I have friends that I regularly chat with. These friends share with me a commonality of circumstance. These are people I look forward to interacting with. Other than these rare, special few, I like the comfort of my patch-quilt and the quiet of the forest.

Wednesday, May 09, 2007

Men only think of their past right before their death, as if they were searching frantically for proof that they were alive.
Jet,a character from the anime Cowboy Bebop

For no specific reason; no obvious stimulus provided; no prompting or major depression I could determine, I thought of death today. Not in any morbid way was I thinking of my mortality, it was more of a productive introspection.

My first official job was walking soy bean fields in the Mississippi River bay area of western Illinois, pulling and cutting weeds and grasses. I worked for this wonderful gentleman everyone called 'Sparky.' He may have been old even in 1981 but his mind and body were as sharp and spry as someone half his age. He died an honorable death in 2000 at the age of 81. So the story goes, he was inside a large grain bin, inspecting and preparing it for that season's harvest. The top of these bins typically have catwalks that allow for typical maintenance. While doing his work, high on the catwalk, he suffered a massive heart attack and fell 40 some feet to a concrete floor. According to the coroner, he was dead before his feet left the catwalk. He felt nothing.

This is from his obituary:
“He was member or the Providence Baptist Church where he was active in the past as a deacon and usher. He was an active member of the Eliza Lions Club, Mercer County Farm Bureau and the Eliza American Legion. He was a World War II veteran, having served in the Army Air Corp in Hawaii. He loved people, his grandchildren and great-grandchildren and was a good neighbor. He farmed all his life, growing grain and raising cattle. “

I think of my father and grandfather. My father passed in 1983 when I was 17. My maternal grandfather passed in 1990, just a few months before my daughter was born. I wonder sometimes if I and my actions honor the memory of these two gentlemen. Have I been honorable?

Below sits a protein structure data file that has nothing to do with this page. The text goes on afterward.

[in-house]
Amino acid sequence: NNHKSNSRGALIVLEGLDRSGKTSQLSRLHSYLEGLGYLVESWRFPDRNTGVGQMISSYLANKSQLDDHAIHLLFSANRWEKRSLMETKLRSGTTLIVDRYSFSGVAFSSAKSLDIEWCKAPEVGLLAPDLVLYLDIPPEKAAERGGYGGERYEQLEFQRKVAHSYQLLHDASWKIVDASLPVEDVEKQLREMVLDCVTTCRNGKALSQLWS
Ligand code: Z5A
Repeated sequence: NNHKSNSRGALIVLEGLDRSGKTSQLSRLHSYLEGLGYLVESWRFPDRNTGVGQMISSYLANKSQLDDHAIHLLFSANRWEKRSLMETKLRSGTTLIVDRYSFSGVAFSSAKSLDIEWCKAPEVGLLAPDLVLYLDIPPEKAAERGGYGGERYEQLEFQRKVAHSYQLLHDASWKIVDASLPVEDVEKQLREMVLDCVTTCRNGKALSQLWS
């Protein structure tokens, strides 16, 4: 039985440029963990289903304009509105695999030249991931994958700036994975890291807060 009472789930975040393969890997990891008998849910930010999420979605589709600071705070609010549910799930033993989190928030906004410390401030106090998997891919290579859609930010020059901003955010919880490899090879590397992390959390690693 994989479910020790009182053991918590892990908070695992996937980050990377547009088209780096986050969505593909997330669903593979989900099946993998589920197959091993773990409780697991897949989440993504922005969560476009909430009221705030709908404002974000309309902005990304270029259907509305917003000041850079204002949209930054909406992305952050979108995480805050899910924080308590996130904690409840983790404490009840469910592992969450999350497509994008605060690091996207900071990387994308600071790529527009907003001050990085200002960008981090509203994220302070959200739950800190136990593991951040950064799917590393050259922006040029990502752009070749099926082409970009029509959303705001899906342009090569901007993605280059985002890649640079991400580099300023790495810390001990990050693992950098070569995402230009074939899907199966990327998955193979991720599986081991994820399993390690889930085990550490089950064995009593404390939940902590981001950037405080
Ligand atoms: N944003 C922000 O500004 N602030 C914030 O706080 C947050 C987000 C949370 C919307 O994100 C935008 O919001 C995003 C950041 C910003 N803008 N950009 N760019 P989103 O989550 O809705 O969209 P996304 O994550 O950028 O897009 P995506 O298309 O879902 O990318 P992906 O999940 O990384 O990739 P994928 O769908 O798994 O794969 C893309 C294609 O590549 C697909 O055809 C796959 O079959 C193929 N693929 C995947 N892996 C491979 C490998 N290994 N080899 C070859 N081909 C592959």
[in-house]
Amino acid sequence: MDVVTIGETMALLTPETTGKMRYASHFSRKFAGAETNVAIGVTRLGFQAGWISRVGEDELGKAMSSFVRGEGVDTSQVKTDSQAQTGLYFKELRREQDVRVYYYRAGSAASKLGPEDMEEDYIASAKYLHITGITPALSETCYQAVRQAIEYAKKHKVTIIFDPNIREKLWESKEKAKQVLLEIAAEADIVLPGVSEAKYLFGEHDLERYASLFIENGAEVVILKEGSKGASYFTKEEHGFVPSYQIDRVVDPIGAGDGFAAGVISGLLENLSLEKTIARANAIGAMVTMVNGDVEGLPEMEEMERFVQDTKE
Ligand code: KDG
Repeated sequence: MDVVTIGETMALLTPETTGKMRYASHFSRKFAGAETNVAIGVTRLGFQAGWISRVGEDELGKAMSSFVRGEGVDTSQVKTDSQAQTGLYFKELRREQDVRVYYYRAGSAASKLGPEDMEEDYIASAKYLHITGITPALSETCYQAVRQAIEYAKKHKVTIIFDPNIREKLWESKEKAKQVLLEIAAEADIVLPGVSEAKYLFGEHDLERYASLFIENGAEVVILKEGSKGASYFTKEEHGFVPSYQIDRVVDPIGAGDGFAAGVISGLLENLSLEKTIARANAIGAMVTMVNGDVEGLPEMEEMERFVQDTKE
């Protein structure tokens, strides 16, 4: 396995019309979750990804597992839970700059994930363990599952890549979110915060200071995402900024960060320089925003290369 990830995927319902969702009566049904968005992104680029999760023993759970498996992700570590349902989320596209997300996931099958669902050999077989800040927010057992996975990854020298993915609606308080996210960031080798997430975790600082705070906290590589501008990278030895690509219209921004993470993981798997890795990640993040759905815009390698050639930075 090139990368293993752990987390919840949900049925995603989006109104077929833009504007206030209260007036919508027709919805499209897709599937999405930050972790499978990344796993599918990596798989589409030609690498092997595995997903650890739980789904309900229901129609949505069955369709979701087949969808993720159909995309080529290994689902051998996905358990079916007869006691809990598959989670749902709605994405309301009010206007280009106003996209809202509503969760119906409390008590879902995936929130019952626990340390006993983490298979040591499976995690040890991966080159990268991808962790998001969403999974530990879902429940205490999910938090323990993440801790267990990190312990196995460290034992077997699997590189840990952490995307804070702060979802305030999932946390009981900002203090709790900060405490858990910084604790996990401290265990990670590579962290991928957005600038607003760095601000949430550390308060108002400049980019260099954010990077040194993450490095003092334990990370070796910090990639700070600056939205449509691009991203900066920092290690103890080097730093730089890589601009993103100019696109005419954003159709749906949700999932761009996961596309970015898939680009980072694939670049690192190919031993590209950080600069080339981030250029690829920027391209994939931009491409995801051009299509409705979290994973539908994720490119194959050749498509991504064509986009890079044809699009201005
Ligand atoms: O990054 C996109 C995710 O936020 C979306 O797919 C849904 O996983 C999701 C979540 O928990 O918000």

They were both physical laborers; my grandfather a heavy equipment owner and operator, and my father a farmer, working land that had been in the family for more than 100 years.
I can let a lot of things go in my life; the stupid; the idiotic; the childish. I find it difficult letting go of a particular childish choice; a stupid teenage mistake. Before my father sold the farm, only a few months before he died, he asked me, a young 17 year old boy, if I wanted the farm.

I said 'No.'

Regardless of whether he or my family or the world forgave me for this childish transgression, for me, this is a hurdle. I pray that before my time is done, I will make things right... not with anyone but myself.

Tuesday, May 01, 2007

The future is something which everyone reaches at the rate of of sixty minutes an hour, whatever he does, whoever he is.
C. S. Lewis

The future comes, whether we are ready or not. Newton defined the first arrow of time, pointed it in one direction and let it fly straight and true. Einstein took the arrow and bent it in one direction and then the other. Then Hawking came along and tied knots in that once straight arrow of time.

In one way or another, regardless of the temporal frame of reference, the future does arrive. Your future. My future. Maybe it's the same future, maybe not. Or just maybe, is there a difference?

Some believe that the future is something that is destined to occur in a predefined fashion; fate. Some believe that the future is completely random, for the most part, and is defined by actions of individuals; Free Will.

Pierre-Simon Laplace, a French mathematician and astronomer in the late 1700's and early 1800's strongly believed in something called 'Causal Determination.' Casually stated, this is the theory that given the current state of the universe, as a function of the past, some all-knowing intellect could predict the future without error. In later years, this intellect was given the name, “Laplace's Demon.”

It is believed that this theory was crushed with the concept of entropy and the laws of thermodynamics. Extending Causal Determinism through Einstein's equivalence of matter and energy does give it some defense, however, the true death of Causal Determinism came with the advent of quantum mechanics. In this weird sub-atomic world, determinism is thrown out the door.

Here, nothing or everything is not only possible but actually occurs until something is observed. Once an object or result is viewed, its reality is snapped into place. Loose your quantum keys? They are everywhere until you find them. Your finding determines where they are. In this strange, whacked-out world, the future does affect the past!